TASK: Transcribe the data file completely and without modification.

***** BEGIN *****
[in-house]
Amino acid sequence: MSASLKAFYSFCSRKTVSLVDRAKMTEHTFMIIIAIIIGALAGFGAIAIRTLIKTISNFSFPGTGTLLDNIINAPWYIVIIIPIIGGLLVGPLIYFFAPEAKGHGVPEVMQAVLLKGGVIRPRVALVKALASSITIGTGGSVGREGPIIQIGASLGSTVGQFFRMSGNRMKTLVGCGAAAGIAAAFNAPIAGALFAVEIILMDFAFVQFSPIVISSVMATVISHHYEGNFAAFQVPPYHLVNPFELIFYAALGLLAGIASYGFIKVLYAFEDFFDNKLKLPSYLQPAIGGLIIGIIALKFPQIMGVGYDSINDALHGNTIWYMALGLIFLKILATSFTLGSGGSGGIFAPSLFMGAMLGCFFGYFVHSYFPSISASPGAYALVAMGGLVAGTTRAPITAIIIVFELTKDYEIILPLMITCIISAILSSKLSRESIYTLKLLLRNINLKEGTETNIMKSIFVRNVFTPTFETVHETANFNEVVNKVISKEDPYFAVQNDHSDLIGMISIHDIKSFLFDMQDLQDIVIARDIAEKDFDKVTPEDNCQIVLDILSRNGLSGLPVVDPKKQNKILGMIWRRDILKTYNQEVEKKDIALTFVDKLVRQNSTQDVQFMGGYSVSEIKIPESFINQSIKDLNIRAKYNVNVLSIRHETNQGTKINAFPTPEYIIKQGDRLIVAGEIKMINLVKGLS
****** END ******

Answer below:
[in-house]
Amino acid sequence: MSASLKAFYSFCSRKTVSLVDRAKMTEHTFMIIIAIIIGALAGFGAIAIRTLIKTISNFSFPGTGTLLDNIINAPWYIVIIIPIIGGLLVGPLIYFFAPEAKGHGVPEVMQAVLLKGGVIRPRVALVKALASSITIGTGGSVGREGPIIQIGASLGSTVGQFFRMSGNRMKTLVGCGAAAGIAAAFNAPIAGALFAVEIILMDFAFVQFSPIVISSVMATVISHHYEGNFAAFQVPPYHLVNPFELIFYAALGLLAGIASYGFIKVLYAFEDFFDNKLKLPSYLQPAIGGLIIGIIALKFPQIMGVGYDSINDALHGNTIWYMALGLIFLKILATSFTLGSGGSGGIFAPSLFMGAMLGCFFGYFVHSYFPSISASPGAYALVAMGGLVAGTTRAPITAIIIVFELTKDYEIILPLMITCIISAILSSKLSRESIYTLKLLLRNINLKEGTETNIMKSIFVRNVFTPTFETVHETANFNEVVNKVISKEDPYFAVQNDHSDLIGMISIHDIKSFLFDMQDLQDIVIARDIAEKDFDKVTPEDNCQIVLDILSRNGLSGLPVVDPKKQNKILGMIWRRDILKTYNQEVEKKDIALTFVDKLVRQNSTQDVQFMGGYSVSEIKIPESFINQSIKDLNIRAKYNVNVLSIRHETNQGTKINAFPTPEYIIKQGDRLIVAGEIKMINLVKGLS